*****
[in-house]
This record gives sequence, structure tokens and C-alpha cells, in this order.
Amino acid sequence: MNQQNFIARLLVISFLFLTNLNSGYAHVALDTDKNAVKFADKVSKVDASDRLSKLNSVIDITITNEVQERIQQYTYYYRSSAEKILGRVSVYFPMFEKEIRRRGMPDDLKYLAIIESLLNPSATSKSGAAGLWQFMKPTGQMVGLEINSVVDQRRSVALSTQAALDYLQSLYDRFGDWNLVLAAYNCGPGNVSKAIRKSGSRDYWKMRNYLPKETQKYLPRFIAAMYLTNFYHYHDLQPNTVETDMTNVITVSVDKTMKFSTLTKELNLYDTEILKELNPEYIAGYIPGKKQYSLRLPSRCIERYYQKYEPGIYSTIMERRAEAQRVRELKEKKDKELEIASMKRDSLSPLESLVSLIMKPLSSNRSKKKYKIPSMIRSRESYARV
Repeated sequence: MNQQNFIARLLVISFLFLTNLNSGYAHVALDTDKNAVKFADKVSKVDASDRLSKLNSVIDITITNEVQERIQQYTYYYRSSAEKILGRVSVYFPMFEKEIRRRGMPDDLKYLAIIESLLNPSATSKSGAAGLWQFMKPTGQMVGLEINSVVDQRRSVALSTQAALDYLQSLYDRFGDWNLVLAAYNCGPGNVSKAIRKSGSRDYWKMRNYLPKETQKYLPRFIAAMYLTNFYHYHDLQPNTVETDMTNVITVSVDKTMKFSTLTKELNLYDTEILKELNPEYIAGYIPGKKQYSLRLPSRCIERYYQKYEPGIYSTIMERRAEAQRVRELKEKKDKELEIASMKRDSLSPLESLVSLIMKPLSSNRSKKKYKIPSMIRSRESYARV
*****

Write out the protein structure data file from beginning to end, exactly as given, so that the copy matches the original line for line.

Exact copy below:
[in-house]
This record gives sequence, structure tokens and C-alpha cells, in this order.
Amino acid sequence: MNQQNFIARLLVISFLFLTNLNSGYAHVALDTDKNAVKFADKVSKVDASDRLSKLNSVIDITITNEVQERIQQYTYYYRSSAEKILGRVSVYFPMFEKEIRRRGMPDDLKYLAIIESLLNPSATSKSGAAGLWQFMKPTGQMVGLEINSVVDQRRSVALSTQAALDYLQSLYDRFGDWNLVLAAYNCGPGNVSKAIRKSGSRDYWKMRNYLPKETQKYLPRFIAAMYLTNFYHYHDLQPNTVETDMTNVITVSVDKTMKFSTLTKELNLYDTEILKELNPEYIAGYIPGKKQYSLRLPSRCIERYYQKYEPGIYSTIMERRAEAQRVRELKEKKDKELEIASMKRDSLSPLESLVSLIMKPLSSNRSKKKYKIPSMIRSRESYARV
Repeated sequence: MNQQNFIARLLVISFLFLTNLNSGYAHVALDTDKNAVKFADKVSKVDASDRLSKLNSVIDITITNEVQERIQQYTYYYRSSAEKILGRVSVYFPMFEKEIRRRGMPDDLKYLAIIESLLNPSATSKSGAAGLWQFMKPTGQMVGLEINSVVDQRRSVALSTQAALDYLQSLYDRFGDWNLVLAAYNCGPGNVSKAIRKSGSRDYWKMRNYLPKETQKYLPRFIAAMYLTNFYHYHDLQPNTVETDMTNVITVSVDKTMKFSTLTKELNLYDTEILKELNPEYIAGYIPGKKQYSLRLPSRCIERYYQKYEPGIYSTIMERRAEAQRVRELKEKKDKELEIASMKRDSLSPLESLVSLIMKPLSSNRSKKKYKIPSMIRSRESYARV